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ARRAS: The cavalier tendency to say “I do”

A marriage-centered mindset within the University community problematically undermines the learning mission of the University

<p>The Marriage Pact has done more than signal what we, as a community, value — its process is a constant reminder that the relationship-minded pressure is generated by students themselves.&nbsp;</p>

The Marriage Pact has done more than signal what we, as a community, value — its process is a constant reminder that the relationship-minded pressure is generated by students themselves.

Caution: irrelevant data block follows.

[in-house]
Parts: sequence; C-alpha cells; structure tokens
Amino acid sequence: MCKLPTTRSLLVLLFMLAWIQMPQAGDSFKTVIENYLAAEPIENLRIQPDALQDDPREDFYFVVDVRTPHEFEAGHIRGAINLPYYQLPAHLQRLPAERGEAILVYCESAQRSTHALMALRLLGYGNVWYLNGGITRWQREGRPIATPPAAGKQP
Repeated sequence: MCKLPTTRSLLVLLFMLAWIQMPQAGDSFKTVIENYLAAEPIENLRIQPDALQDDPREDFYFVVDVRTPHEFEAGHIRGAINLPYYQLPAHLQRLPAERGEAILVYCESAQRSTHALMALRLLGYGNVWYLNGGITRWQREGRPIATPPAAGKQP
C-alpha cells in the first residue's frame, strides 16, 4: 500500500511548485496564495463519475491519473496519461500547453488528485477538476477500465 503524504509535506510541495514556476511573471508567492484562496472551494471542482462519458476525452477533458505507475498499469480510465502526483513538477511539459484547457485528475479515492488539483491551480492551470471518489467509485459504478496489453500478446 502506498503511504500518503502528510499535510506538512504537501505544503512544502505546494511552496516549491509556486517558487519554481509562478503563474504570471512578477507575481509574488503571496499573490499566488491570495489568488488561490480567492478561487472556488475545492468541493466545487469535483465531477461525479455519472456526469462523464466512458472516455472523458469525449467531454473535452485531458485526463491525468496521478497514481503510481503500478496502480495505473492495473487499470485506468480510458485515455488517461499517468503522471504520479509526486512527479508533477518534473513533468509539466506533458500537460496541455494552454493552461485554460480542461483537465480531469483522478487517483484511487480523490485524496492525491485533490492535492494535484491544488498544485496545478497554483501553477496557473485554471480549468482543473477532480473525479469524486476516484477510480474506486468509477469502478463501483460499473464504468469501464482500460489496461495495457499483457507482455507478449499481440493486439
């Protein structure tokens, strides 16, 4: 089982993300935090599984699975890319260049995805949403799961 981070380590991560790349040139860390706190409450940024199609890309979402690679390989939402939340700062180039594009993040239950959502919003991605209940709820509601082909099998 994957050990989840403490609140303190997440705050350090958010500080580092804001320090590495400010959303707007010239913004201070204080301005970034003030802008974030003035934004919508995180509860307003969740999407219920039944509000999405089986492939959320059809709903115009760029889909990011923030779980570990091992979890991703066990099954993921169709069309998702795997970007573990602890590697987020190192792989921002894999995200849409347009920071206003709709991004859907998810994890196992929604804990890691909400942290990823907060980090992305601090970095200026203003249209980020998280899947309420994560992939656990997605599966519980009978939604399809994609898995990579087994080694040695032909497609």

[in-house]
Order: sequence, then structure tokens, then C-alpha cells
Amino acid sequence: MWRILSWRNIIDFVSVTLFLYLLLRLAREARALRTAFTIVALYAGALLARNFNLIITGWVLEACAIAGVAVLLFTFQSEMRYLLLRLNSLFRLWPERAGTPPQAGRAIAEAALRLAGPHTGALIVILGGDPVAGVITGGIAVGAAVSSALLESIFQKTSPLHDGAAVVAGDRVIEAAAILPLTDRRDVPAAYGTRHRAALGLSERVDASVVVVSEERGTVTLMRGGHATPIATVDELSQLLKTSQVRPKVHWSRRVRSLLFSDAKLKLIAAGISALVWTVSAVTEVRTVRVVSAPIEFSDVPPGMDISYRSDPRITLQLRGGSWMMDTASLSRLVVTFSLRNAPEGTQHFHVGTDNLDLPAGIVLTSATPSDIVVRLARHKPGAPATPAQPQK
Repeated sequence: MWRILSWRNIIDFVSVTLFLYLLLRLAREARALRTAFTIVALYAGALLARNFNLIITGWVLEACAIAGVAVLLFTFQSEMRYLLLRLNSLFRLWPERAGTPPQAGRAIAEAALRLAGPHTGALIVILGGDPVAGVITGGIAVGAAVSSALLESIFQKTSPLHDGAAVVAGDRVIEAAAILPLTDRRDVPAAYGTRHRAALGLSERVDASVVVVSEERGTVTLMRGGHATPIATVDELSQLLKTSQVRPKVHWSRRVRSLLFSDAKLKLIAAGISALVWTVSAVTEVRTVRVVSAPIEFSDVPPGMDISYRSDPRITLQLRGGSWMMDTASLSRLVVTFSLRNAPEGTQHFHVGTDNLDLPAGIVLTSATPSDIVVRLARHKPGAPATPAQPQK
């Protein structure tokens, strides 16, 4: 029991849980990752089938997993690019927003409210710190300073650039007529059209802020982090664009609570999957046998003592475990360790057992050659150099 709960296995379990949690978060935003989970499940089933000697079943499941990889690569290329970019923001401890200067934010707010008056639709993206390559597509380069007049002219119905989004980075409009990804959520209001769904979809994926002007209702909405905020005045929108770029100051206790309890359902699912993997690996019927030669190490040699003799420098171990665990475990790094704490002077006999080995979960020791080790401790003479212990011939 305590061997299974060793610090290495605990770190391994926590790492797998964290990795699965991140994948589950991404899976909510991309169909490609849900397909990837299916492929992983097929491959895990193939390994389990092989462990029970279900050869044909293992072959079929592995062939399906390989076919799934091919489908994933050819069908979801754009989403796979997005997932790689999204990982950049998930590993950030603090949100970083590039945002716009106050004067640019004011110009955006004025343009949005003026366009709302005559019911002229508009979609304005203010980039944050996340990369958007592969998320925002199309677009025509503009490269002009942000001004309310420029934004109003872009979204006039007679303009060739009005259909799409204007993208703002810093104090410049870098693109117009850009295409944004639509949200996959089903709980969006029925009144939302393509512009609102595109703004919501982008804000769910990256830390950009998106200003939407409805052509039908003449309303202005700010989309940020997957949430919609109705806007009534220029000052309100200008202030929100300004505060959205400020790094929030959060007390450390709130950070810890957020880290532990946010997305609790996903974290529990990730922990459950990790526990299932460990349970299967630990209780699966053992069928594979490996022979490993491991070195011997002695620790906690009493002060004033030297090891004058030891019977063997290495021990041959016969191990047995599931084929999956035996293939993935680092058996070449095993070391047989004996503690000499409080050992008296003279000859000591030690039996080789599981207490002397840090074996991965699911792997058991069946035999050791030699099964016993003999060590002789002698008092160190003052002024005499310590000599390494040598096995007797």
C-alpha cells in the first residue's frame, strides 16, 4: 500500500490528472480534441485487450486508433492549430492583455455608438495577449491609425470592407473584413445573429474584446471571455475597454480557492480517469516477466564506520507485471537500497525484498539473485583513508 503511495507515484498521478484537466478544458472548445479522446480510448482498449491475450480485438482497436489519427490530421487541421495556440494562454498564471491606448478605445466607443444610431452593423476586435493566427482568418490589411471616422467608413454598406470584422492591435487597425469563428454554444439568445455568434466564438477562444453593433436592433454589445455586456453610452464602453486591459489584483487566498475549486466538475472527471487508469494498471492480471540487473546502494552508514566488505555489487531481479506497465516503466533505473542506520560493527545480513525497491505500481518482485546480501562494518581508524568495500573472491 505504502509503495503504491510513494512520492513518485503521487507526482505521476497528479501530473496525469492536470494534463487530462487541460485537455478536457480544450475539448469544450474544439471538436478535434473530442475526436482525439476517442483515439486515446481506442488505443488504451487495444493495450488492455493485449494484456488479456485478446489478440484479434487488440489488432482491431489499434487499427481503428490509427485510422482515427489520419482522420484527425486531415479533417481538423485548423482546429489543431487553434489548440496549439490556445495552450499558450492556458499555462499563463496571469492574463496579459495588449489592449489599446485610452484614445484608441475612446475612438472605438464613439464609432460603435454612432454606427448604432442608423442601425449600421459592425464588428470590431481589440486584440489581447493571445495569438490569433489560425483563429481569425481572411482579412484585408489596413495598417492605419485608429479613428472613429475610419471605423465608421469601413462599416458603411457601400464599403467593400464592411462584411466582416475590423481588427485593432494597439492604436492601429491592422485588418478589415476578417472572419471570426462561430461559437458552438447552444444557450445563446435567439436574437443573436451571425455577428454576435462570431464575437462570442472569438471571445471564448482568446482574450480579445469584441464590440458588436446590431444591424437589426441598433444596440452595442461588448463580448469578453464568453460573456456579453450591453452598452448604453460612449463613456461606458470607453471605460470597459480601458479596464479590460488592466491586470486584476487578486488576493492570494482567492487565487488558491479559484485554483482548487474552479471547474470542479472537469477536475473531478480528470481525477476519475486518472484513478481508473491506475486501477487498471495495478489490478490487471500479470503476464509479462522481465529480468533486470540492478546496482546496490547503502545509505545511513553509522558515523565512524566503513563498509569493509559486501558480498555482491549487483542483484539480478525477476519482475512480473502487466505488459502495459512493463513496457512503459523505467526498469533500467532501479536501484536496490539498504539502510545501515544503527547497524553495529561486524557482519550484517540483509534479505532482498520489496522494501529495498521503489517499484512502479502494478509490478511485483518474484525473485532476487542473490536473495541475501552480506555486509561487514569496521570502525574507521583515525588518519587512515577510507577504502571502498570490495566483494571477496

College romantic relationships are a bit of a conundrum — on one hand, they teach students important interpersonal skills that may positively impact their life post-graduation, but on the other hand, studies have shown that relationships can negatively impact one’s academic performance. At the University, however, relationships are not just a fact of life. Rather, they are starkly embedded within the culture of the University. While the University culture of relationships is not inherently negative, extensive institutional and peer pressure to be in a long-term relationship headed for marriage needlessly foregrounds these relationships in a way that is detrimental to students and the University’s mission of education.